Interest Rates: 2016 How High Will They Rise?
It’s anyone’s guess where interest rates will go this year, but if you’re in the market to buy or sell a home, you might want to act fast to ensure you snag the lowest rates.
As a seller, the quicker you list your home for sale, the sooner buyers can buy it and secure mortgage dollars at a lower interest rate. The quicker a seller lists, the bigger the buyer pool will be while interest rates are low.
As a buyer, the uncertainty of interest rates can change your buying plans quickly. Just know that for every 1% rise in interest rates, buyers lose about 13% of their buying power. Time is of the essence to buy the home of your dreams this year.
Kiplinger reports that the Federal Reserve wants to raise rates, but we expect that moderate growth and uncertainties overseas will hold it to two increases this year instead of four. While the Federal Open Market Committee statement this week left open the possibility of a March rate hike by citing continued labor market improvement, the Fed is also deathly afraid of having to rescind a rate hike if it moves too early, which would hurt its credibility. Given the current economic uncertainties, expect the Fed’s first increase at its June 15 meeting. The next important information about Fed intentions will come during Chair Janet Yellen’s congressional testimony on February 10 and 11.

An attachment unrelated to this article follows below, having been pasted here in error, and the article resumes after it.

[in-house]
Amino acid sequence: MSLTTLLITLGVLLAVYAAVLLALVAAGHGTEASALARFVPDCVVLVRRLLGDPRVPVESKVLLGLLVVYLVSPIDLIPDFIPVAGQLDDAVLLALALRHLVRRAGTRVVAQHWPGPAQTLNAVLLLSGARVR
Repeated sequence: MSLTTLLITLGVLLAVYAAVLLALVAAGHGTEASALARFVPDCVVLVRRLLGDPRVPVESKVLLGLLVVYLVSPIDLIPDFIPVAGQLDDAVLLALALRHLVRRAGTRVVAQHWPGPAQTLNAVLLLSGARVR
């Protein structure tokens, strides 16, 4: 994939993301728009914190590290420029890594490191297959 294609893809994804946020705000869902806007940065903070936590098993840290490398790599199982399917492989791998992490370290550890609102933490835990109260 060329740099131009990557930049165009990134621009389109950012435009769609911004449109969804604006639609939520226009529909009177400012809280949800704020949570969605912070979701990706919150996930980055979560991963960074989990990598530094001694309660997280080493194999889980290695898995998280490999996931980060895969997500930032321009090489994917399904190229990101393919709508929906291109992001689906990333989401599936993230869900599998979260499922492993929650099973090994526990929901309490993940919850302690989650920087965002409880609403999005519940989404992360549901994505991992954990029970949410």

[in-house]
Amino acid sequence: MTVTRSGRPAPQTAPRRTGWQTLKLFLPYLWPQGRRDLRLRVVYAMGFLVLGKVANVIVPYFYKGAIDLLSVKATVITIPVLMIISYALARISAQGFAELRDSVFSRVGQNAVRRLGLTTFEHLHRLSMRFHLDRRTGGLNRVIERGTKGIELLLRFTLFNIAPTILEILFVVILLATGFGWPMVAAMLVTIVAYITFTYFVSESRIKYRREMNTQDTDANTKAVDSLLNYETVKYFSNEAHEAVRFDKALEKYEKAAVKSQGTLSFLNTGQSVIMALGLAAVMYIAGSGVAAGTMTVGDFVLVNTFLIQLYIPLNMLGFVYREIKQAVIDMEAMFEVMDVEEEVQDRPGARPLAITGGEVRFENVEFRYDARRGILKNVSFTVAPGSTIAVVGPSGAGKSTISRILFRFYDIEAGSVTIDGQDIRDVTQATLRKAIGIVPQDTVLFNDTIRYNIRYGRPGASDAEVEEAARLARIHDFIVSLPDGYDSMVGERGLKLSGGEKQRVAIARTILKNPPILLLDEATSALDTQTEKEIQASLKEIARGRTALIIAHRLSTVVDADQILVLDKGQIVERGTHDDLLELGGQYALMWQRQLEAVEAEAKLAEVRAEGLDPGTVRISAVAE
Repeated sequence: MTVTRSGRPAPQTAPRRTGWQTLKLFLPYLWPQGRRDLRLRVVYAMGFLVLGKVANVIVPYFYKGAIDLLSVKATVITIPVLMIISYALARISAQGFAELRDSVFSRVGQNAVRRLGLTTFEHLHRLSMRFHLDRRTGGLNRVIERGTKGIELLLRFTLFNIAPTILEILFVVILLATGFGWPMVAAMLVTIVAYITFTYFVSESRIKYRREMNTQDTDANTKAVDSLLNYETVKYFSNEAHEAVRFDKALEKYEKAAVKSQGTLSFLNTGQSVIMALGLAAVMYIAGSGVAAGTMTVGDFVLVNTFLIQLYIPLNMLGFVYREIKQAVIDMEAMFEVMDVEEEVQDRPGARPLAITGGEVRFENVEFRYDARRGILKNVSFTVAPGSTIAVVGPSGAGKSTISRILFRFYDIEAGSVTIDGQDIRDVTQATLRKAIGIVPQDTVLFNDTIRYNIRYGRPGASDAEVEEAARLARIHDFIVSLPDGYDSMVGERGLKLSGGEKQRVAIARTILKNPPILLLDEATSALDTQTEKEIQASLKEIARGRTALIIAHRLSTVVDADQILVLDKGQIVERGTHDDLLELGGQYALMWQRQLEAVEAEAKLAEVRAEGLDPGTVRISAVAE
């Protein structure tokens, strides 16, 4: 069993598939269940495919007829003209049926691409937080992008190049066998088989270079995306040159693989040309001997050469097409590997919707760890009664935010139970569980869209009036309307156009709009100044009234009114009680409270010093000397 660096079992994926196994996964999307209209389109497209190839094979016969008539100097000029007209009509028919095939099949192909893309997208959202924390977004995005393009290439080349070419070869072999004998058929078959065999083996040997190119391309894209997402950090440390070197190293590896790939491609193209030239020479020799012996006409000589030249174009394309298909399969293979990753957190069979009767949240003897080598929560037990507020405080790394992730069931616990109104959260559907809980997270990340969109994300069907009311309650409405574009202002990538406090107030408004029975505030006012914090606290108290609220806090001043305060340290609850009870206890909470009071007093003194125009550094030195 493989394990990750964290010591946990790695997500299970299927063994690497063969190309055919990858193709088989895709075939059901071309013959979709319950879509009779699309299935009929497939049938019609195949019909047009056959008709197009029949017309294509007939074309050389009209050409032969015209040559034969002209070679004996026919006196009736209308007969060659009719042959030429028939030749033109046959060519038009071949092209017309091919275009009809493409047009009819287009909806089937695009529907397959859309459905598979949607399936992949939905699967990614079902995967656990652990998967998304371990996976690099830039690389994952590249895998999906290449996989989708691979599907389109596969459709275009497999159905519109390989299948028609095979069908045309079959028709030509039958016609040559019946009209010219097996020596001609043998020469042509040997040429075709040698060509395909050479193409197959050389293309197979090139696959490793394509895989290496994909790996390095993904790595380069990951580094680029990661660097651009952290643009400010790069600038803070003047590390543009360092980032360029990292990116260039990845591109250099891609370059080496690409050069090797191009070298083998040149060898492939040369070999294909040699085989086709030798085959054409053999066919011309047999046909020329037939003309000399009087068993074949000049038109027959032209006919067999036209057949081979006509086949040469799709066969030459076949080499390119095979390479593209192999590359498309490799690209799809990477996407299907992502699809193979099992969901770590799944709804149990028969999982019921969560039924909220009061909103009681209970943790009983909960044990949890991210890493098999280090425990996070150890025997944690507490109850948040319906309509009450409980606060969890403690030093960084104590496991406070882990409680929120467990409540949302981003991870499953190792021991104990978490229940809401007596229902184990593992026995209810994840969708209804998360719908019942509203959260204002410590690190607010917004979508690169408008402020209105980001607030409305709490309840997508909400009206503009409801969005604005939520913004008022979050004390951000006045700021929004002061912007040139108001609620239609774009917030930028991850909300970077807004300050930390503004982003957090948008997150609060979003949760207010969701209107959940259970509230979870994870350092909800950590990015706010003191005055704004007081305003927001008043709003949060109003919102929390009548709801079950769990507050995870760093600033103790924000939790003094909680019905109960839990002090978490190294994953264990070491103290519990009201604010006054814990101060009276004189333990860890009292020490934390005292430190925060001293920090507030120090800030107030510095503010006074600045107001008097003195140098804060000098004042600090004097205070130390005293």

By the end of 2016, the 10-year Treasury bond rate should be 2.6%, versus 1.9% now, with the 30-year mortgage rate at 4.3%, from 3.8%.
Eventually, the Fed will realize that it’s not getting very far in “normalizing” short-term interest rates back to the 3% level, and it will likely pick up the pace in 2017, once it appears safe to do so. Also, tightness in the labor market in the form of very low unemployment and the beginnings of wage pressures will lead the Fed to worry a bit about potential inflationary pressures. The inflation measures the Fed watches should rise as the economic expansion continues.
Interest Rates Predictions
The prediction had been for a rise in December 2016 or January 2017 for the UK Bank Rate, following the first rate rise in the US for nine years, in December. But fresh global economic gloom in 2016 and the comments of the Monetary Policy Committee (January 14) shifted opinion. Now money markets imply that the first increase will come in August 2018.
In the summer, a rate rise was considered likely by the end of 2015.
Hargeaves Lansdown pointed out that markets are now pricing in a 33% chance of a rate CUT this year.
You can also see Bankrate.com forecast
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